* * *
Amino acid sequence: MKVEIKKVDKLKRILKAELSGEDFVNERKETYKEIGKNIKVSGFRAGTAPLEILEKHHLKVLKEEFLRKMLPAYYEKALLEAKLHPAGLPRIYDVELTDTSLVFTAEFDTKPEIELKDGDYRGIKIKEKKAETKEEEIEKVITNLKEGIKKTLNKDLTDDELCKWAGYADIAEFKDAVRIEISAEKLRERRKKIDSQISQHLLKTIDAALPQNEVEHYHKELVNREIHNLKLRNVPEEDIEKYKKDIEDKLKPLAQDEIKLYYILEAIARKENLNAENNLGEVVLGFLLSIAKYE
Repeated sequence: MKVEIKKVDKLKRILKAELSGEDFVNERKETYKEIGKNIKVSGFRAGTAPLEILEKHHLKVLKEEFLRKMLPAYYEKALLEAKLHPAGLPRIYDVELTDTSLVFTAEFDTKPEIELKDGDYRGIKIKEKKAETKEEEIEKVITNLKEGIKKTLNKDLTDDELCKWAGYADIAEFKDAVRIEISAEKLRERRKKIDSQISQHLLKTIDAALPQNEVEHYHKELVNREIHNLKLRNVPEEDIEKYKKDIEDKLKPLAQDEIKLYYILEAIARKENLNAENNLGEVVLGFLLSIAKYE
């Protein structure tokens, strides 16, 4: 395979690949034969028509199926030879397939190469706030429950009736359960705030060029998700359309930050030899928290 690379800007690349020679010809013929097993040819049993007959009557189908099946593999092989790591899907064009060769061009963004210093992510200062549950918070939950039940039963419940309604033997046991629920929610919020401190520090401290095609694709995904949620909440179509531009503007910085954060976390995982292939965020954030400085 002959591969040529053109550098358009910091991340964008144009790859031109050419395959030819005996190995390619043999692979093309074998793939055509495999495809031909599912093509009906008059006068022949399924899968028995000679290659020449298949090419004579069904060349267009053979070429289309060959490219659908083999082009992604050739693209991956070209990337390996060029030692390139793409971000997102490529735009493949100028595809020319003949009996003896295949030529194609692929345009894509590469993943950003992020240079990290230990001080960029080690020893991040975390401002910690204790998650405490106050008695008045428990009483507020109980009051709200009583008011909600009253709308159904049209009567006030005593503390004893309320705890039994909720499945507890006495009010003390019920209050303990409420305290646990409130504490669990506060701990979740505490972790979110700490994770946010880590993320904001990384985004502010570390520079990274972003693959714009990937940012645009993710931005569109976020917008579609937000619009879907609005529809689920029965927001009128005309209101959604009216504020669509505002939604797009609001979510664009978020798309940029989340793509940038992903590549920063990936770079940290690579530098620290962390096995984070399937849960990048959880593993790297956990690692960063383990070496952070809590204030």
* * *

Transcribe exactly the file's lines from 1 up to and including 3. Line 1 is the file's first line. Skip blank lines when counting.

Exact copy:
Amino acid sequence: MKVEIKKVDKLKRILKAELSGEDFVNERKETYKEIGKNIKVSGFRAGTAPLEILEKHHLKVLKEEFLRKMLPAYYEKALLEAKLHPAGLPRIYDVELTDTSLVFTAEFDTKPEIELKDGDYRGIKIKEKKAETKEEEIEKVITNLKEGIKKTLNKDLTDDELCKWAGYADIAEFKDAVRIEISAEKLRERRKKIDSQISQHLLKTIDAALPQNEVEHYHKELVNREIHNLKLRNVPEEDIEKYKKDIEDKLKPLAQDEIKLYYILEAIARKENLNAENNLGEVVLGFLLSIAKYE
Repeated sequence: MKVEIKKVDKLKRILKAELSGEDFVNERKETYKEIGKNIKVSGFRAGTAPLEILEKHHLKVLKEEFLRKMLPAYYEKALLEAKLHPAGLPRIYDVELTDTSLVFTAEFDTKPEIELKDGDYRGIKIKEKKAETKEEEIEKVITNLKEGIKKTLNKDLTDDELCKWAGYADIAEFKDAVRIEISAEKLRERRKKIDSQISQHLLKTIDAALPQNEVEHYHKELVNREIHNLKLRNVPEEDIEKYKKDIEDKLKPLAQDEIKLYYILEAIARKENLNAENNLGEVVLGFLLSIAKYE
């Protein structure tokens, strides 16, 4: 395979690949034969028509199926030879397939190469706030429950009736359960705030060029998700359309930050030899928290 690379800007690349020679010809013929097993040819049993007959009557189908099946593999092989790591899907064009060769061009963004210093992510200062549950918070939950039940039963419940309604033997046991629920929610919020401190520090401290095609694709995904949620909440179509531009503007910085954060976390995982292939965020954030400085 002959591969040529053109550098358009910091991340964008144009790859031109050419395959030819005996190995390619043999692979093309074998793939055509495999495809031909599912093509009906008059006068022949399924899968028995000679290659020449298949090419004579069904060349267009053979070429289309060959490219659908083999082009992604050739693209991956070209990337390996060029030692390139793409971000997102490529735009493949100028595809020319003949009996003896295949030529194609692929345009894509590469993943950003992020240079990290230990001080960029080690020893991040975390401002910690204790998650405490106050008695008045428990009483507020109980009051709200009583008011909600009253709308159904049209009567006030005593503390004893309320705890039994909720499945507890006495009010003390019920209050303990409420305290646990409130504490669990506060701990979740505490972790979110700490994770946010880590993320904001990384985004502010570390520079990274972003693959714009990937940012645009993710931005569109976020917008579609937000619009879907609005529809689920029965927001009128005309209101959604009216504020669509505002939604797009609001979510664009978020798309940029989340793509940038992903590549920063990936770079940290690579530098620290962390096995984070399937849960990048959880593993790297956990690692960063383990070496952070809590204030």